The U.S. Food and Drug Administration (FDA) has approved several drugs to treat people with Alzheimer's disease, and certain medicines and interventions may help control behavioral symptoms.
Learn more about how Alzheimer's disease is treated.
Scientists are developing and testing possible new treatments for Alzheimer's. Learn more about taking part in clinical trials that help scientists learn about the brain in healthy aging and what happens in Alzheimer's and other dementias. Results of these trials are used to improve diagnosis, treatment, and prevention methods.
7. Is there a way to prevent Alzheimer's disease?
Currently, there is no definitive evidence about what can prevent Alzheimer's disease or age-related cognitive decline. What we do know is that a healthy lifestyle — one that includes a healthy diet, physical activity, appropriate weight, and control of high blood pressure — can lower the risk of certain chronic diseases and boost overall health and well-being. Scientists are very interested in the possibility that a healthy lifestyle might delay, slow down, or even prevent Alzheimer's. They are also studying the role of social activity and intellectual stimulation in Alzheimer's disease risk.
Learn more about cognitive health and older adults and reducing your risk for Alzheimer's disease.
8. Where can I find financial help for people with Alzheimer's disease or their caregivers?
There are several possible sources of financial help, depending on your situation. Looking into programs offered by the government is a great place to start. Several federal and state programs provide help with health care-related costs. Read Paying for Care for information on government programs and other payment sources.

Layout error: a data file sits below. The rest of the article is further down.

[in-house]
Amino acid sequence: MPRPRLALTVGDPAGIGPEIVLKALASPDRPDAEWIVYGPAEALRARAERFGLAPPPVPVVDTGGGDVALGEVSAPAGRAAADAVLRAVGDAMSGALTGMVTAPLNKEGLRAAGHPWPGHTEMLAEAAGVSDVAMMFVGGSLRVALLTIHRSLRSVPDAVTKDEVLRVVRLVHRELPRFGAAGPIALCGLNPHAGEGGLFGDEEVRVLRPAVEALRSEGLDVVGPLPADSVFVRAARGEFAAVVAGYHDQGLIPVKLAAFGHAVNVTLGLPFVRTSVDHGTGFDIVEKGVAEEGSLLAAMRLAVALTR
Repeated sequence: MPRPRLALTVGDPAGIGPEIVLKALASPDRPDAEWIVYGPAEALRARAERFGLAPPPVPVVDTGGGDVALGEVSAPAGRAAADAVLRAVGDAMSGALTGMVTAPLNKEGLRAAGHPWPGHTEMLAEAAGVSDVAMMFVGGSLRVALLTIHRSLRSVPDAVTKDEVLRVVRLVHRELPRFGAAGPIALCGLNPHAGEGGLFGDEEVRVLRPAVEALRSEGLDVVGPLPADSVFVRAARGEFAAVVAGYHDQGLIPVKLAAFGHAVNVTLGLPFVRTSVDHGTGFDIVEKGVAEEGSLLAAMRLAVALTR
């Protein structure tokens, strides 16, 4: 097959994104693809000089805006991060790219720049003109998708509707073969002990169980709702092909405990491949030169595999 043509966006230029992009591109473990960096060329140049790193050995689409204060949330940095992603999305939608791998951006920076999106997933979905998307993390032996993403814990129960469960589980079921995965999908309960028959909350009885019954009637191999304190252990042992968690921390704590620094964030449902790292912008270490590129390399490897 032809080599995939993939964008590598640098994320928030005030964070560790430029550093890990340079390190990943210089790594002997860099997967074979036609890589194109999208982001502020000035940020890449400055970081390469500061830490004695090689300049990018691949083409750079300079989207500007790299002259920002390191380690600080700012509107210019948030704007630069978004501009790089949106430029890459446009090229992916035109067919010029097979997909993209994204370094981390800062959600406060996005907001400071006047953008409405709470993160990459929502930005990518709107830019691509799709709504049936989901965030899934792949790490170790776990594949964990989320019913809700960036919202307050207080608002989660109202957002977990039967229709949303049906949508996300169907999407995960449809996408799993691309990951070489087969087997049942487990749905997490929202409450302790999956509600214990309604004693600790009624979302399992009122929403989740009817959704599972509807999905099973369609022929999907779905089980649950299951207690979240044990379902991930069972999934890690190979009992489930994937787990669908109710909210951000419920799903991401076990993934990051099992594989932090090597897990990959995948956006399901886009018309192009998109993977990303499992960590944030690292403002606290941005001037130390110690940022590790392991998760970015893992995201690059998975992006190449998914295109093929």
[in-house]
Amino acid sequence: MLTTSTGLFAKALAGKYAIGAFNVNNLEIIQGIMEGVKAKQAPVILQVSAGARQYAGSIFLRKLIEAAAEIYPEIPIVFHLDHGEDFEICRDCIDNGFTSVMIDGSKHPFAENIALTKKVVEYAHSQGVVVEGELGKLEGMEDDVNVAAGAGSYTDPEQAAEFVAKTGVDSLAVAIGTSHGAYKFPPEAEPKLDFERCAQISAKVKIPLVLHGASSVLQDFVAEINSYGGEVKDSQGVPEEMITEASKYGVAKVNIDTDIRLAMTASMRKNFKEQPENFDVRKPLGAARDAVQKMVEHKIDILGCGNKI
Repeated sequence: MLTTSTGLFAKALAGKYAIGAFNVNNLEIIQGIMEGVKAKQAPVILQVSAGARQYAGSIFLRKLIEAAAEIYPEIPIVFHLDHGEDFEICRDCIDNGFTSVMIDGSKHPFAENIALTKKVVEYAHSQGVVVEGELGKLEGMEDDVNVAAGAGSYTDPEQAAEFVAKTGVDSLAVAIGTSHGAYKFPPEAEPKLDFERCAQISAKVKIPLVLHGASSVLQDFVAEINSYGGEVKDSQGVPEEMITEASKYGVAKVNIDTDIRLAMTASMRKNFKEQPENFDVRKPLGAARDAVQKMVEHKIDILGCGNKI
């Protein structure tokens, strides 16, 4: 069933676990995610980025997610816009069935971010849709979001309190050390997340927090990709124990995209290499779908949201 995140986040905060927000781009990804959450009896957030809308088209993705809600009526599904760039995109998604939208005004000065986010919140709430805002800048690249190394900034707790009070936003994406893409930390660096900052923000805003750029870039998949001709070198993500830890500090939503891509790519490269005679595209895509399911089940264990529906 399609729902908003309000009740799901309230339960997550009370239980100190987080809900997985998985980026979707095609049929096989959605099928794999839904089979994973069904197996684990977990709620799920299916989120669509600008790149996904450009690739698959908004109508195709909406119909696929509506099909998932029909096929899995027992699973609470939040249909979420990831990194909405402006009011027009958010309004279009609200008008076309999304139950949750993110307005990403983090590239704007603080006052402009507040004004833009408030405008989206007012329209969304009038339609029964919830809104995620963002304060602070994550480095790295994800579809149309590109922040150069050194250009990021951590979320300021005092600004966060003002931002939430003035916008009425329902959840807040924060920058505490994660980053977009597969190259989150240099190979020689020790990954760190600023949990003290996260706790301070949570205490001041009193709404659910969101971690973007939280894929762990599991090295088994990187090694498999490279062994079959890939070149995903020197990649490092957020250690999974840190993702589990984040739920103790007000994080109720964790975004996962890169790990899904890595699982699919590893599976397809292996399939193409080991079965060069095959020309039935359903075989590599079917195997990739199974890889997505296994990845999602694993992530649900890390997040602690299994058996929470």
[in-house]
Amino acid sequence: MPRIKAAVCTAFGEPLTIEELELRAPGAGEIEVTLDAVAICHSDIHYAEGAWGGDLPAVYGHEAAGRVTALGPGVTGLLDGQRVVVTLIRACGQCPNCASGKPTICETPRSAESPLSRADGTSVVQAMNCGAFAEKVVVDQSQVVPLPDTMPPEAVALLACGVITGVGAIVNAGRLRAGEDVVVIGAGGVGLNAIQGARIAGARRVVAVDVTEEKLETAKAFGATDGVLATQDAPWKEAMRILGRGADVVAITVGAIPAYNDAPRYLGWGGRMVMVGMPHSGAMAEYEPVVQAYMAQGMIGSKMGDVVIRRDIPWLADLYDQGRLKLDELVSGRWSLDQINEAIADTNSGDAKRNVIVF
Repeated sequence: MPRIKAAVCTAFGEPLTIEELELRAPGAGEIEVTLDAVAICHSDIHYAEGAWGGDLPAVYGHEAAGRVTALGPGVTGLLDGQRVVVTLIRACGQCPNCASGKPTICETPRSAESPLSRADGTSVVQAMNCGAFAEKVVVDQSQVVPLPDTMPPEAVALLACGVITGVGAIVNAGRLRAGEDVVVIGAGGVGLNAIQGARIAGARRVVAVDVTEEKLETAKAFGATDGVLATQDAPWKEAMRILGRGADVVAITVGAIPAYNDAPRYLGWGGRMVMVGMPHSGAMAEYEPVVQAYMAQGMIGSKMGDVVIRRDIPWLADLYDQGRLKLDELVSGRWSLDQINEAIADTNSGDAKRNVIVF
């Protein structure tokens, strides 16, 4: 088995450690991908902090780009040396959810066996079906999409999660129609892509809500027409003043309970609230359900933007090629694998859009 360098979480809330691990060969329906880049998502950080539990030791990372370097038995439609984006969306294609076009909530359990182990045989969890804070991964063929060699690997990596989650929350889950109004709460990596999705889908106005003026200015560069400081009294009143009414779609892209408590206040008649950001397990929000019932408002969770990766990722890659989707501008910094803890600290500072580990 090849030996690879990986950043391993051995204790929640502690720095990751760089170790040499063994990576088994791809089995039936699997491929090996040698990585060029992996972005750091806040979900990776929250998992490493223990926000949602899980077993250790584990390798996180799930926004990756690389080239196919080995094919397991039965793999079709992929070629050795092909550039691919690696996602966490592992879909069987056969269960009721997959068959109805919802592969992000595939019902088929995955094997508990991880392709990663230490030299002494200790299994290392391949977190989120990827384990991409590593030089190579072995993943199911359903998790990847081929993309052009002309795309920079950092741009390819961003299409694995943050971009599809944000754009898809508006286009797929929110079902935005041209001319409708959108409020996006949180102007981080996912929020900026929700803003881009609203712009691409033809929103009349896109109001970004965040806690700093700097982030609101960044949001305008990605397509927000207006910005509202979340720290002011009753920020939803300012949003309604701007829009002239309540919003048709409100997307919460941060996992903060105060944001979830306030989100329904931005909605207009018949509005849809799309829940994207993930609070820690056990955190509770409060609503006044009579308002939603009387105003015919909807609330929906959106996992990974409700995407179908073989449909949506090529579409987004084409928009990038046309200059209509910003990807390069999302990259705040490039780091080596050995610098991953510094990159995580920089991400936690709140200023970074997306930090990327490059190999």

The following organizations also offer assistance with finding financial help:
National Council on Aging
Family Caregiver Alliance
For more information about Alzheimer's
NIA Alzheimer’s and related Dementias Education and Referral (ADEAR) Center
The NIA ADEAR Center offers information and free print publications about Alzheimer’s and related dementias for families, caregivers, and health professionals. ADEAR Center staff answer telephone, email, and written requests and make referrals to local and national resources.
Explore the Alzheimers.gov website for information and resources on Alzheimer’s and related dementias from across the federal government.
This content is provided by the NIH National Institute on Aging (NIA). NIA scientists and other experts review this content to ensure it is accurate and up to date.
August 04, 2021